Thanks Lindsay, for a detailed and informative post. I’ve read about the microbeads accumulating here in the Great Lakes – scary – but hadn’t heard about the microfibers. (interesting link above about a washing machine filter)

    • treadingmyownpath
      treadingmyownpath says:

      Thanks Sandy. The issue definitely doesn’t get as much press as it should… it’s probably easier to persuade people to ditch microbeads than it is polyester clothing! The washing machine filter sounds great – not a perfect solution, but is there ever one? We need to stop plastic getting into our oceans and this is one way to help achieve this goal!

  9. Victoria Stokes
    Victoria Stokes says:

    the vibe here is that having a non petroleum wardrobe is impossible but it’s not. I was born in an era when people still used cotton and wool for everything. We have better fabrics now – I bought some inexpensive black merino wool thermal underwear (wool is stretchy) It is comfortable and looks fashionable – the same material would make good tee shirts and a bit thicker, stretch pants. I’ve also discovered quality garments and leather shoes work out cheaper in the long run. I plan to make a date when I no longer wear plastic clothing. I do have a polar fleece jacket and will to use it while gardening when it is too smelly to wear out haha

    • Lindsay (Treading My Own Path)
      Lindsay (Treading My Own Path) says:

      Hi Victoria and thanks for your comment. Do you mean the blog post, the research it refers to or the comments? I wasn’t sure. But I completely agree that a non petroleum wardrobe is possible – it’s something I’ve been working on for a few years. I’m open to buying petroleum based second-hands clothes if well made, in good condition and there is no other option, but I try my best to refuse what I can. It definitely takes time – don’t want to send old plastic clothes to landfill! ;)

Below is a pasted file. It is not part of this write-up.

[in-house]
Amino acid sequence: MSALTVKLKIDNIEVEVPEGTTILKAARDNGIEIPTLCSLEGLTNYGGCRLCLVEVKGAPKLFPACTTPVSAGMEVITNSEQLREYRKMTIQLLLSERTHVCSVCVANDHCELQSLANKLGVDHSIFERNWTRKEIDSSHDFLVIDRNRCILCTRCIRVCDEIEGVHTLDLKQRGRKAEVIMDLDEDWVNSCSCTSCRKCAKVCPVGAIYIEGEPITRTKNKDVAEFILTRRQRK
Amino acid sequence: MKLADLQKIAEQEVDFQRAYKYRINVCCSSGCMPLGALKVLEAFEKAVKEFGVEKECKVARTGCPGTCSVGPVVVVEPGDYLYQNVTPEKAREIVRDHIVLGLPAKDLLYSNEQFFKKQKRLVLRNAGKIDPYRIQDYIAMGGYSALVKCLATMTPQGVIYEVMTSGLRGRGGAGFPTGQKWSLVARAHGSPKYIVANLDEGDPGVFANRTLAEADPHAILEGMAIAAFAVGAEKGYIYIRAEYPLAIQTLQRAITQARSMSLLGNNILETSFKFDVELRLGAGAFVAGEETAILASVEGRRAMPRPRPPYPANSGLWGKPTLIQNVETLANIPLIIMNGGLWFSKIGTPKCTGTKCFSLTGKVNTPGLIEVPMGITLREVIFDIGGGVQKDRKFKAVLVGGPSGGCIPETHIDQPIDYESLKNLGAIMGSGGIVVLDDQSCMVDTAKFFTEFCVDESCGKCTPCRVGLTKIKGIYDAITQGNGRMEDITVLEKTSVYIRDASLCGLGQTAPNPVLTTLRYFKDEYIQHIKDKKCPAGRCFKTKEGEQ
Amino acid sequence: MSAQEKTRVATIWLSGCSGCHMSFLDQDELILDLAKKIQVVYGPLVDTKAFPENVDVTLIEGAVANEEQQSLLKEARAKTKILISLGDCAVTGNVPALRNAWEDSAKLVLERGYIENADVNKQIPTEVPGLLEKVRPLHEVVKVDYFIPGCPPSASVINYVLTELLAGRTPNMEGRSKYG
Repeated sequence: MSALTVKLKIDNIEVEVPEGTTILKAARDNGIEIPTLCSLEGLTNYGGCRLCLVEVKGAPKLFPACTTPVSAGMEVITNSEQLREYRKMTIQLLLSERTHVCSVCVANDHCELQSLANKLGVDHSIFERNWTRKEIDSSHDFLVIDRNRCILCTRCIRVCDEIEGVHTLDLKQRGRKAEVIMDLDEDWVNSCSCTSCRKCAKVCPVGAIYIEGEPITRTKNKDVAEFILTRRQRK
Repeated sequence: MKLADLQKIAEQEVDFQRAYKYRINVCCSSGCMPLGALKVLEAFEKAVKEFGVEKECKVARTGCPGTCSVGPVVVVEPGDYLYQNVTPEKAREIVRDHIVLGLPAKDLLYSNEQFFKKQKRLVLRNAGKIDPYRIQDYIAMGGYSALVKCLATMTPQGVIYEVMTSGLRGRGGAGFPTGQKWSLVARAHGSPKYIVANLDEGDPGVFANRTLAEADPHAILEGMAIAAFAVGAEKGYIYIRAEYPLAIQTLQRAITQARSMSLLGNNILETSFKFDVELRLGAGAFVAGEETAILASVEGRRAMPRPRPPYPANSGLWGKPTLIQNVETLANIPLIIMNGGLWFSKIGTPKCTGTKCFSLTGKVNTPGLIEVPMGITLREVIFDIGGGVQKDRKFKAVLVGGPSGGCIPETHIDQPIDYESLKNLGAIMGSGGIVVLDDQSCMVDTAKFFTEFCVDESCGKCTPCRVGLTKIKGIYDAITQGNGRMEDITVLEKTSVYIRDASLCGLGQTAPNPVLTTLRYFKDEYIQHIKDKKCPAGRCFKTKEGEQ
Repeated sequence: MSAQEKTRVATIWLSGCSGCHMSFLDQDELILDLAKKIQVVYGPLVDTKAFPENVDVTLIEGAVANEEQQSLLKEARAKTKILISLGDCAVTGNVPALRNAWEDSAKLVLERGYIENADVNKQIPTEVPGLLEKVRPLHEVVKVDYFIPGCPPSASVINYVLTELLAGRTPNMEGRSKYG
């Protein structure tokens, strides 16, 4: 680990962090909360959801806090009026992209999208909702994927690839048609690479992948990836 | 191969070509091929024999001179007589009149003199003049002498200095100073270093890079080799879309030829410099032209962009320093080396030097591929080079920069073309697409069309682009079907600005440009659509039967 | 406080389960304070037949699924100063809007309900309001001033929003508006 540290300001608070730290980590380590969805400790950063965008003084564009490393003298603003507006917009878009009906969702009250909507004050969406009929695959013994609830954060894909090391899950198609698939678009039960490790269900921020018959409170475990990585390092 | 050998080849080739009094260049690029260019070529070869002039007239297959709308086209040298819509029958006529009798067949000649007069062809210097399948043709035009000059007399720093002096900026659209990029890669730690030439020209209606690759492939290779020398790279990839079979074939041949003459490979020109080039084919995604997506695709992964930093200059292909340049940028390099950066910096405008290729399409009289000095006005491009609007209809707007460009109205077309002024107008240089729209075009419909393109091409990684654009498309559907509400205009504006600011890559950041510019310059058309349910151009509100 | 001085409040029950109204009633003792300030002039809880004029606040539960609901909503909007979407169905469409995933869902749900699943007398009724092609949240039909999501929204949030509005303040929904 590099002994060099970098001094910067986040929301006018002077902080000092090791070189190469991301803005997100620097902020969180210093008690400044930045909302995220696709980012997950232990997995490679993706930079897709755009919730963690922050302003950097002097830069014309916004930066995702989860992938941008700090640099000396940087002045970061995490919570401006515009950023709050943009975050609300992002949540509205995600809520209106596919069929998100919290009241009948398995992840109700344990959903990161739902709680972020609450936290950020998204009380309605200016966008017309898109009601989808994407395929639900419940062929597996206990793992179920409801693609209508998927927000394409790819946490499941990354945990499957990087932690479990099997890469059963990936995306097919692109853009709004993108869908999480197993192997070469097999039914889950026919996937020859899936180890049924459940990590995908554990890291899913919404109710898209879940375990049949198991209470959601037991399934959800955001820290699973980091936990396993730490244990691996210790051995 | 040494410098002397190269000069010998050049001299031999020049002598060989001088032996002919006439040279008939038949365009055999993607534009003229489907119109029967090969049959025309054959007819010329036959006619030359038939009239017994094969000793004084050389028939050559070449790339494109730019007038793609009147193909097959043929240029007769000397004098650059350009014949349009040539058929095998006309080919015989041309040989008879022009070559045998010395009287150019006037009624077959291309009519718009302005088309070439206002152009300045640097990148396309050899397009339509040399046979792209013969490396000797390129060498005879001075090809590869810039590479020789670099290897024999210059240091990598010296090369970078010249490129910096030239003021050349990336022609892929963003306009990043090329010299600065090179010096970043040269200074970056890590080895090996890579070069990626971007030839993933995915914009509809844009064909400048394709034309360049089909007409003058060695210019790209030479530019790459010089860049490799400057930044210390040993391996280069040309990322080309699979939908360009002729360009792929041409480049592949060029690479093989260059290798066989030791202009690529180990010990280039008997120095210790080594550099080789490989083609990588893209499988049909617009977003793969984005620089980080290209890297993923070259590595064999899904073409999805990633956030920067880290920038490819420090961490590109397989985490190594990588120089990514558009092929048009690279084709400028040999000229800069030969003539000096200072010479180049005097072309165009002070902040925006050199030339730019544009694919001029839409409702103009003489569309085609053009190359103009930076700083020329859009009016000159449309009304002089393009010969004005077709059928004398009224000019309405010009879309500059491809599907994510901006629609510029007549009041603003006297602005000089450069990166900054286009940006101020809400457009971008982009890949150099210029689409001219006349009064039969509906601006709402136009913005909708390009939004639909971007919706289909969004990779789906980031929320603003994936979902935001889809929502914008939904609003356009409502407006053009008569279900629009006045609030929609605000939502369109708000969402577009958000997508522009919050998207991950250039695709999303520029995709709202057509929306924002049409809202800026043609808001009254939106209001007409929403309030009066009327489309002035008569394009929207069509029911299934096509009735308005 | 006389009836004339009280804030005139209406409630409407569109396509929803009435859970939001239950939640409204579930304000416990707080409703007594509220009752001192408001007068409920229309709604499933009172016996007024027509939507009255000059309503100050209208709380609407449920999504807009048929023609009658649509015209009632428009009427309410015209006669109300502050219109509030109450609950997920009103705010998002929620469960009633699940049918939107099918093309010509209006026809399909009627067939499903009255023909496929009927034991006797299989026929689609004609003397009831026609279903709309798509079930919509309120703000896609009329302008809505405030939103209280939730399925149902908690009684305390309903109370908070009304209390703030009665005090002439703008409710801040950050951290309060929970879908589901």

10. Victoria Stokes
    Victoria Stokes says:

    Oh and hemp is one of the best materials around for clothing. The only reason it was banned in NZ (in the 1800’s I think) was because the US wanted kiwis to use their paper instead of hemp paper which could be produced cheaper, undercutting their prices. The States and NZ did a trade deal using the excuse that there were side effects to taking marijuana; (which is not even hemp but people fell for it). Hemp is so useful in so many things.


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  1. […] Waxed cotton is waterproof but super heavy; lightweight rain jackets are 100% synthetic. Products like down can be harvested by cruel methods; synthetic fleece is the worst fabric for shedding microfibres into the ocean. […]